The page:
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Cannabigerol
Cannabigerol
Cannabigerol
(CBG) is a non-intoxicating cannabinoid found in the Cannabis
Cannabis
genus of plants, as well as certain other plants including Helichrysum
Helichrysum
umbraculigerum.[1] CBG is the non-acidic form of cannabigerolic acid (CBGA), the parent molecule (“mother cannabinoid”) from which many other cannabinoids are made
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Anatomical Therapeutic Chemical Classification System
The Anatomical Therapeutic
Therapeutic
Chemical (ATC) Classification System
System
is used for the classification of active ingredients of drugs according to the organ or system on which they act and their therapeutic, pharmacological and chemical properties. It is controlled by the World Health Organization Collaborating Centre for Drug
Drug
Statistics Methodology (WHOCC), and was first published in 1976.[1] This pharmaceutical coding system divides drugs into different groups according to the organ or system on which they act or their therapeutic and chemical characteristics. Each bottom-level ATC code stands for a pharmaceutically used substance, or a combination of substances, in a single indication (or use)
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Sucrose
β-D-fructofuranosyl-(2→1)-α-D-glucopyranoside; β-(2S,3S,4S,5R)-fructofuranosyl-α-(1R,2R,3S,4S,5R)-glucopyranoside; α-(1R,2R,3S,4S,5R)-glucopyranosyl-β-(2S,3S,4S,5R)-fructofuranoside , dodecacarbon monodecahydrate ((2R,3R,4S,5S,6R)-2-[(2S,3S,4S,5R)-3,4-dihydroxy-2,5-bis(hydroxymethyl)oxapent-2-yl]oxy-6-(hydroxymethyl)oxahexane-3,4,5-triol)IdentifiersCAS Number57-50-1 Y3D model (JSmol)Interactive imageChEBICHEBI:17992 YChEMBLChEMBL253582 YChemSpider5768 YDrugBankDB02772 YECHA InfoCard 100.000.304EC Number 200-334-9IUPHAR/BPS5411 PubChem CID5988
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Ic50
The half maximal inhibitory concentration (IC50) is a measure of the potency of a substance in inhibiting a specific biological or biochemical function. This quantitative measure indicates how much of a particular drug or other substance (inhibitor) is needed to inhibit a given biological process (or component of a process, i.e. an enzyme, cell, cell receptor or microorganism) by half. The values are typically expressed as molar concentration. It is commonly used as a measure of antagonist drug potency in pharmacological research. According to the FDA, IC50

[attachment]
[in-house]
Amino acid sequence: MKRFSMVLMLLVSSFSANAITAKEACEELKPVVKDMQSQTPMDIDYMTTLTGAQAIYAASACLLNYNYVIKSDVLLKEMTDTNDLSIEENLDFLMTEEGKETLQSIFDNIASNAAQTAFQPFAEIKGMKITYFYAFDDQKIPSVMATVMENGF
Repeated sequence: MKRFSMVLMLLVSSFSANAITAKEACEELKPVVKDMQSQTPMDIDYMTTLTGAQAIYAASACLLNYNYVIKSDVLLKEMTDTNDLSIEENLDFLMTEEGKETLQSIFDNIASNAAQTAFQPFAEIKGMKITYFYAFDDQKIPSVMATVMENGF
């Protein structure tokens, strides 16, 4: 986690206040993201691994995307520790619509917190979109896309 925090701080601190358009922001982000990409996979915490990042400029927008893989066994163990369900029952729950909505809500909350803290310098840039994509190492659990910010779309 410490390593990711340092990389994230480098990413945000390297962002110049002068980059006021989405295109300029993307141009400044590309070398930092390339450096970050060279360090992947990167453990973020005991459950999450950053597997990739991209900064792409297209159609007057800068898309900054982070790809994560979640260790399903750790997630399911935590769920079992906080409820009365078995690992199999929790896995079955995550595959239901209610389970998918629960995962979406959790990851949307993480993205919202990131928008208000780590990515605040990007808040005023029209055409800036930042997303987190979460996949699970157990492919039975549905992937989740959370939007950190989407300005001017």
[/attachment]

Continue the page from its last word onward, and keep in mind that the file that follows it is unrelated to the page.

IC50
represents the concentration of a drug that is required for 50% inhibition in vitro.[1] It is comparable to an EC50 for agonist drugs
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The gram (alternative spelling: gramme;[1] SI unit symbol: g) (Latin gramma, from Greek γράμμα, grámma) is a metric system unit of mass. Originally defined as "the absolute weight of a volume of pure water equal to the cube of the hundredth part of a metre, and at the temperature of melting ice"[2] (later at 4 °C, the temperature of maximum density of water)
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Litre
The litre (SI spelling) or liter (American spelling) (symbols L or l,[1] sometimes abbreviated ltr) is an SI accepted metric system unit of volume equal to 1 cubic decimetre (dm3), 1,000 cubic centimetres (cm3) or 1/1,000 cubic metre. A cubic decimetre (or litre) occupies a volume of 10 cm×10 cm×10 cm (see figure) and is thus equal to one-thousandth of a cubic metre. The original French metric system used the litre as a base unit. The word litre is derived from an older French unit, the litron, whose name came from Greek — where it was a unit of weight, not volume [2] — via Latin, and which equalled approximately 0.831 litres. The litre was also used in several subsequent versions of the metric system and is accepted for use with the SI,[3] although not an SI unit — the SI unit of volume is the cubic metre (m3)
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Glaucoma
Glaucoma
Glaucoma
is a group of eye diseases which result in damage to the optic nerve and vision loss.[1] The most common type is open-angle glaucoma with less common types including closed-angle glaucoma and normal-tension glaucoma.[1] Open-angle glaucoma develops slowly over time and there is no pain.[1] Side vision may begin to decrease followed by central vision resulting in blindness if not treated.[1] Closed-angle glaucoma can present gradually or suddenly.[2] The sudden presentation may involve severe eye pain, blurred vision, mid-dilated pupil, redness of the eye, and nausea
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Huntington’s Disease
Huntington's disease
Huntington's disease
(HD), also known as Huntington's chorea, is an inherited disorder that results in death of brain cells.[4] The earliest symptoms are often subtle problems with mood or mental abilities.[1] A general lack of coordination and an unsteady gait often follow.[2] As the disease advances, uncoordinated, jerky body movements become more apparent.[1] Physical abilities gradually worsen until coordinated movement becomes difficult and the person is unable to talk.[1][2] Mental abilities generally decline into dementia.[3] The specific symptoms vary somewhat between people.
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Multiple Sclerosis
Multiple sclerosis
Multiple sclerosis